Whether you throw around the term “automobile” or not, you can’t deny the fact that these vehicles have changed the way we think about transportation. They have created new industries and jobs, and they’ve also had a major impact on society. But they also pose health risks to the environment, cause air pollution, and contribute to climate change. The effects of automobiles on society are complex. And they can even be fatal.
The history of the automobile has been a long one. It started out as a bicycle-like contraption, but it eventually became a self-propelled vehicle. Its inventor, Edward Butler, built the first commercial three-wheeler in 1884. He used a horizontal single-cylinder gasoline engine, with a drive chain to the rear wheel. The three-wheeler was a response to a 19th-century dream of a self-propelling carriage.
After the invention of the internal combustion engine, the automobile industry grew rapidly during the early 20th century. It was one of the first industries to adopt the assembly line. Using an assembly line made it possible to produce cars more quickly and inexpensively.
During World War II, auto manufacturers focused on building the cars that would carry the nation’s war effort. They made one-fifth of the nation’s total war production. As the United States experienced a shortage of oil, the automobile industry opened its market to foreign countries. They also began making fuel-efficient small cars.
When the United States saw its economy grow, consumers were ready for an improved form of transportation. This led to an economic revolution. The demand for cars and other forms of land transportation increased significantly. By 1920, the number of registered drivers in the United States had tripled to 23 million.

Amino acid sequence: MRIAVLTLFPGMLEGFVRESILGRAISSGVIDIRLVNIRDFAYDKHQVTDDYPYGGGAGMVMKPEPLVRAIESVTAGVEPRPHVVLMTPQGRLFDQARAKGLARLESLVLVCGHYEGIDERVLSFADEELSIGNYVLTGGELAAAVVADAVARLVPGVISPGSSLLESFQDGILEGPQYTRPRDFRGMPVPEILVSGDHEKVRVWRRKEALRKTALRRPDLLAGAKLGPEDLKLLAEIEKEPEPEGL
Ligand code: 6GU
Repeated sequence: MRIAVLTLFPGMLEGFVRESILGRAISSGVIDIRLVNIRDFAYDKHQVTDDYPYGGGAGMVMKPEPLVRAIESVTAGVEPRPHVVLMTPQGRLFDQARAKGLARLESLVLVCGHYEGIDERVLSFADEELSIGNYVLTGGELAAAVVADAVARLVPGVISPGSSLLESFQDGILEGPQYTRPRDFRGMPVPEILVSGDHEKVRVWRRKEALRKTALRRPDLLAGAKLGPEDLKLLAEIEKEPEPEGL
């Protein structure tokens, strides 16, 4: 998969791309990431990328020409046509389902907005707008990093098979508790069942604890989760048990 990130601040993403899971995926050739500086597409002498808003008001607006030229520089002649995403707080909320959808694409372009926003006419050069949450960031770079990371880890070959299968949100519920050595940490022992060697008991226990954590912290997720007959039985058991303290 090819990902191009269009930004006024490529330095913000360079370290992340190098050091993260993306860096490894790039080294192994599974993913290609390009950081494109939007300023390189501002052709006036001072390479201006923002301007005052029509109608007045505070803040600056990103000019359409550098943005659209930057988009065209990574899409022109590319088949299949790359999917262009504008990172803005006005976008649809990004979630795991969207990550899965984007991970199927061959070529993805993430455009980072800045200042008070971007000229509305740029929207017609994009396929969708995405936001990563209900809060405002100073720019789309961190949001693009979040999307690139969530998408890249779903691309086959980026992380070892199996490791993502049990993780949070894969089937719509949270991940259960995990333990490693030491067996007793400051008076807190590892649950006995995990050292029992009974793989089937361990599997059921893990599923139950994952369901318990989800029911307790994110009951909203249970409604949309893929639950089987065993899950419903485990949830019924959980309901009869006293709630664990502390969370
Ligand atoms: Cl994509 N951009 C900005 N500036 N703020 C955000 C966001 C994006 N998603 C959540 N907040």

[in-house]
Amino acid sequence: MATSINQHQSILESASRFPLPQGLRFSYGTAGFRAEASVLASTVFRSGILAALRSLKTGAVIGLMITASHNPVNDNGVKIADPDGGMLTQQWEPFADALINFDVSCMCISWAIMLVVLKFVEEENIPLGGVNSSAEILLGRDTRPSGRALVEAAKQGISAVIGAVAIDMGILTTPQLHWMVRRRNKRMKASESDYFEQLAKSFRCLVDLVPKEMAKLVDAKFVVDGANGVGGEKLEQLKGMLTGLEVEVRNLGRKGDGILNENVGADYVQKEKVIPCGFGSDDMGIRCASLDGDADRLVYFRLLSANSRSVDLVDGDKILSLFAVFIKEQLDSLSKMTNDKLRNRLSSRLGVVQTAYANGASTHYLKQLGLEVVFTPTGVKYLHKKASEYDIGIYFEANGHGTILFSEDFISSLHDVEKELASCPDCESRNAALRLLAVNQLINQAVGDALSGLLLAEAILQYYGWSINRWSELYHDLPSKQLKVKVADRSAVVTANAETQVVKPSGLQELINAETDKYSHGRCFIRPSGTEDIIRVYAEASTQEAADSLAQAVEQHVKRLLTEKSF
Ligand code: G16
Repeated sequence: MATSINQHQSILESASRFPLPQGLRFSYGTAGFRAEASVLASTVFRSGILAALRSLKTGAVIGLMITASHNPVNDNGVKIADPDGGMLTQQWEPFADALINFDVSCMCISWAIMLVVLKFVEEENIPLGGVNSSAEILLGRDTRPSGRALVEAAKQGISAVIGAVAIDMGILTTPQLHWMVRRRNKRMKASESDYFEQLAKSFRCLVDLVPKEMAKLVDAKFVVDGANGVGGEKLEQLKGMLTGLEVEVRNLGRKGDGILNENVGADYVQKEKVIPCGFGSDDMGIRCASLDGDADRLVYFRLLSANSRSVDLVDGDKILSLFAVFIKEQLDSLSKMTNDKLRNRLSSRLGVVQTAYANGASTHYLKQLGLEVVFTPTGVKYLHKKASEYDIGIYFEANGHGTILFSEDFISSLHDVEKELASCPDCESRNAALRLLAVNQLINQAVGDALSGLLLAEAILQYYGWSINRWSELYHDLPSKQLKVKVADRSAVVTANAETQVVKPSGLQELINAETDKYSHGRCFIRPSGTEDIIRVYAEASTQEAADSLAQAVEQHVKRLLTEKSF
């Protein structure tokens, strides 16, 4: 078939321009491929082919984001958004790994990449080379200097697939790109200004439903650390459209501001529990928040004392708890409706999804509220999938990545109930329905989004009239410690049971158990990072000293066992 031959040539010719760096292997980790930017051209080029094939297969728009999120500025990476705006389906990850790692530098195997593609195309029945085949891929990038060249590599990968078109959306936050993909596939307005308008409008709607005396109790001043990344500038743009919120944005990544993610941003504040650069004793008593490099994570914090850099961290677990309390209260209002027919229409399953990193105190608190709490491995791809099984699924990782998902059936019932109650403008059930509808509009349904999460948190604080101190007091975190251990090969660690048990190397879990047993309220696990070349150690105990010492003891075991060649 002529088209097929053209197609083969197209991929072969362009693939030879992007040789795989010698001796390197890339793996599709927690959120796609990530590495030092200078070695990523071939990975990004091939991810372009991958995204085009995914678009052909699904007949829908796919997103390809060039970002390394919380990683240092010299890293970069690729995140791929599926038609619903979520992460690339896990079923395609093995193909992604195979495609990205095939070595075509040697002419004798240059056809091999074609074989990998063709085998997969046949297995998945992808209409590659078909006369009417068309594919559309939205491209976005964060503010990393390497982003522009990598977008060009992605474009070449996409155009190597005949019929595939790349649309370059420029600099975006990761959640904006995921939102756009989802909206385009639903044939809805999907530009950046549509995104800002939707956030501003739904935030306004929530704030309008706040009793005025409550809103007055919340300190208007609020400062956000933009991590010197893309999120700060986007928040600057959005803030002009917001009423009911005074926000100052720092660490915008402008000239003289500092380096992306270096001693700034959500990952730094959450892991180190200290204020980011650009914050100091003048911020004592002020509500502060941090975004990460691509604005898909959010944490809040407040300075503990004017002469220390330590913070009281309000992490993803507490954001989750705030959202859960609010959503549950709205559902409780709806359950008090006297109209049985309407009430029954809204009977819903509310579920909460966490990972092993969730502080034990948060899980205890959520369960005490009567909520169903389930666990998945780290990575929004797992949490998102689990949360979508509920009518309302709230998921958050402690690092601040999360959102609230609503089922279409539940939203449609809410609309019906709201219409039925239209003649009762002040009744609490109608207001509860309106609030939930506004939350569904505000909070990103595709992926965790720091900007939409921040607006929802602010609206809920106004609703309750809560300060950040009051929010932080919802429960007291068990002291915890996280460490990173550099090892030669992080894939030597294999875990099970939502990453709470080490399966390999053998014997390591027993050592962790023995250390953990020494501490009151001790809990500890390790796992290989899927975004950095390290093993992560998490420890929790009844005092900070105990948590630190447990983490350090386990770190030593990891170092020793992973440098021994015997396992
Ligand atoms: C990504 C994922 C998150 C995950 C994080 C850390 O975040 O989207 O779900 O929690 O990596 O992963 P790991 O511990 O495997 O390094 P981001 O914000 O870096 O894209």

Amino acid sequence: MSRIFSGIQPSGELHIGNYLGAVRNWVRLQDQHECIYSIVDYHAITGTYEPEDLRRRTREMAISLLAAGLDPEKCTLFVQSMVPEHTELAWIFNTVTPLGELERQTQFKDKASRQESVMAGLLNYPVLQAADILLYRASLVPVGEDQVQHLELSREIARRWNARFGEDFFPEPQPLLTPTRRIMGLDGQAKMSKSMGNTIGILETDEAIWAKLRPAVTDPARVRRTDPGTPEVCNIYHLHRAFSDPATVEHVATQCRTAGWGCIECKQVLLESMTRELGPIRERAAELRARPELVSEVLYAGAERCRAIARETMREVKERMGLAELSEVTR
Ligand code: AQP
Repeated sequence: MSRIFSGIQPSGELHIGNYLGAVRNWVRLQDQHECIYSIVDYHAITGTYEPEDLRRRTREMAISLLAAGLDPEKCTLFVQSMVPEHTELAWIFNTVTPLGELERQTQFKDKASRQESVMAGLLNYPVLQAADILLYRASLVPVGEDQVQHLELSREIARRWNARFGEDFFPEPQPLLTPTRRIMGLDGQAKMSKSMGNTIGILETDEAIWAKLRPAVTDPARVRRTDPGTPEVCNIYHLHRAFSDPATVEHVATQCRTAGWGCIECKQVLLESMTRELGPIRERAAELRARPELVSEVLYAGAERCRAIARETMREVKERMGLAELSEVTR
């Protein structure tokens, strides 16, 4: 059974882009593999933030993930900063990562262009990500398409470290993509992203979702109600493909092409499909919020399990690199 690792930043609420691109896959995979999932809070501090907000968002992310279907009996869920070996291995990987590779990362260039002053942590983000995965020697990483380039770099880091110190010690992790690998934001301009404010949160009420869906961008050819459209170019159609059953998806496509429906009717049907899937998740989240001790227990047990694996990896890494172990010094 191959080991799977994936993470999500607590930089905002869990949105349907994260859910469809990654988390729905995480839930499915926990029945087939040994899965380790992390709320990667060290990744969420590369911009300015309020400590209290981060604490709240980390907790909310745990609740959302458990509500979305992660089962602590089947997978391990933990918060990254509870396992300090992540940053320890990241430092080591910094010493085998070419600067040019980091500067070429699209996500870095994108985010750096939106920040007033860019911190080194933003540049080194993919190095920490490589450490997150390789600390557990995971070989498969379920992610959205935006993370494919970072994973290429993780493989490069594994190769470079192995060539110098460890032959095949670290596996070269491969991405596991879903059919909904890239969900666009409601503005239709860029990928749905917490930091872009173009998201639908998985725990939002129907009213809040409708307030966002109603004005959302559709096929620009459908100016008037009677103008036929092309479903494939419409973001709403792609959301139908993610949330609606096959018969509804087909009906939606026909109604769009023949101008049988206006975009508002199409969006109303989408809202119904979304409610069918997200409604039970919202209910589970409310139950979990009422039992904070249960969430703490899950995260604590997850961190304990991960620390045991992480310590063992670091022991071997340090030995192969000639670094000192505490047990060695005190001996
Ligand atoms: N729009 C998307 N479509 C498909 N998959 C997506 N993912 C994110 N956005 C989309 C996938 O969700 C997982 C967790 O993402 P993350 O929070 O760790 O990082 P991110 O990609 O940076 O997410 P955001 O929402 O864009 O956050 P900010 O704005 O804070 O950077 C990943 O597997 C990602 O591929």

As Americans started to drive more, traffic jams and accidents occurred. There was a need to develop better highways and mass transit systems. To meet the needs of the population, state and local governments funded highway design and construction. This created thousands of new jobs. And the automobile also provided an alternative to train and bus travel.
In the early years of the automobile, car parts were assembled by hand. In 1902, Henry Ford discovered that an assembly line could produce one model of car quickly and inexpensively. This meant that the average American could purchase a car at a fraction of the price of a decade before.
By the end of the twentieth century, the automotive industry had become a major contributor to the economy. The growth in the manufacturing sector resulted in lower prices for automobiles and access to them by middle-class families. It was also a catalyst for increased per capita income. During this time, a growing number of women gained the freedom to drive and participate in male-dominated jobs.
The automobiles of today are designed for passenger and goods transport. They typically have four to eight tires, and an internal combustion engine. They can also have sidecars. Depending on the type of vehicle, the body can range from a hood and a spoiler to a side skirt.